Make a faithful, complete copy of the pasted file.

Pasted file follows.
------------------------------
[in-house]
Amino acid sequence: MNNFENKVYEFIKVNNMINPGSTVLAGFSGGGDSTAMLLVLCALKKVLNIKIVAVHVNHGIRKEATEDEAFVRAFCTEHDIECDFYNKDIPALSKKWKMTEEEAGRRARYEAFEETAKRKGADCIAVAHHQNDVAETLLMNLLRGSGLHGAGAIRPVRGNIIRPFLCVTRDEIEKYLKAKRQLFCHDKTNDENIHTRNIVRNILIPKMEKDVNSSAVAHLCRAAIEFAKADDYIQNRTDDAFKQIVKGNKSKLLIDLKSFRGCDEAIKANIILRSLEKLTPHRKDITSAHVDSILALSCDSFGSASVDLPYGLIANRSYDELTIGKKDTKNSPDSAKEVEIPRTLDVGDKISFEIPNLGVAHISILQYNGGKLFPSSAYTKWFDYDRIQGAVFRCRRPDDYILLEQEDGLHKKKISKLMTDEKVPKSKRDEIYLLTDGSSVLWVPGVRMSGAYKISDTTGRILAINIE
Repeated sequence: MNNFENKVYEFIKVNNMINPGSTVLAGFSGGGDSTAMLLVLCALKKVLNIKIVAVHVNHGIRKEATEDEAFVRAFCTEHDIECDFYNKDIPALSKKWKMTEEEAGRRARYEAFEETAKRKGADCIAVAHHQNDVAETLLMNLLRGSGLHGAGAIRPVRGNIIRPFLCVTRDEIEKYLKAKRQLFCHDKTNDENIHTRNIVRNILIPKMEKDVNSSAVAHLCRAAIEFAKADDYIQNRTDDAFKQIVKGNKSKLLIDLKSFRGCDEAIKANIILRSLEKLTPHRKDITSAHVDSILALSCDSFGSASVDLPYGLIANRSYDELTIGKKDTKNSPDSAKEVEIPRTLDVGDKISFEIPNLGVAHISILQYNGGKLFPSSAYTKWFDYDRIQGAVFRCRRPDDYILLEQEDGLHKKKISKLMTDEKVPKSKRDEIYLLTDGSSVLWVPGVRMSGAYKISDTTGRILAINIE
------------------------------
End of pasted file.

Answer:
[in-house]
Amino acid sequence: MNNFENKVYEFIKVNNMINPGSTVLAGFSGGGDSTAMLLVLCALKKVLNIKIVAVHVNHGIRKEATEDEAFVRAFCTEHDIECDFYNKDIPALSKKWKMTEEEAGRRARYEAFEETAKRKGADCIAVAHHQNDVAETLLMNLLRGSGLHGAGAIRPVRGNIIRPFLCVTRDEIEKYLKAKRQLFCHDKTNDENIHTRNIVRNILIPKMEKDVNSSAVAHLCRAAIEFAKADDYIQNRTDDAFKQIVKGNKSKLLIDLKSFRGCDEAIKANIILRSLEKLTPHRKDITSAHVDSILALSCDSFGSASVDLPYGLIANRSYDELTIGKKDTKNSPDSAKEVEIPRTLDVGDKISFEIPNLGVAHISILQYNGGKLFPSSAYTKWFDYDRIQGAVFRCRRPDDYILLEQEDGLHKKKISKLMTDEKVPKSKRDEIYLLTDGSSVLWVPGVRMSGAYKISDTTGRILAINIE
Repeated sequence: MNNFENKVYEFIKVNNMINPGSTVLAGFSGGGDSTAMLLVLCALKKVLNIKIVAVHVNHGIRKEATEDEAFVRAFCTEHDIECDFYNKDIPALSKKWKMTEEEAGRRARYEAFEETAKRKGADCIAVAHHQNDVAETLLMNLLRGSGLHGAGAIRPVRGNIIRPFLCVTRDEIEKYLKAKRQLFCHDKTNDENIHTRNIVRNILIPKMEKDVNSSAVAHLCRAAIEFAKADDYIQNRTDDAFKQIVKGNKSKLLIDLKSFRGCDEAIKANIILRSLEKLTPHRKDITSAHVDSILALSCDSFGSASVDLPYGLIANRSYDELTIGKKDTKNSPDSAKEVEIPRTLDVGDKISFEIPNLGVAHISILQYNGGKLFPSSAYTKWFDYDRIQGAVFRCRRPDDYILLEQEDGLHKKKISKLMTDEKVPKSKRDEIYLLTDGSSVLWVPGVRMSGAYKISDTTGRILAINIE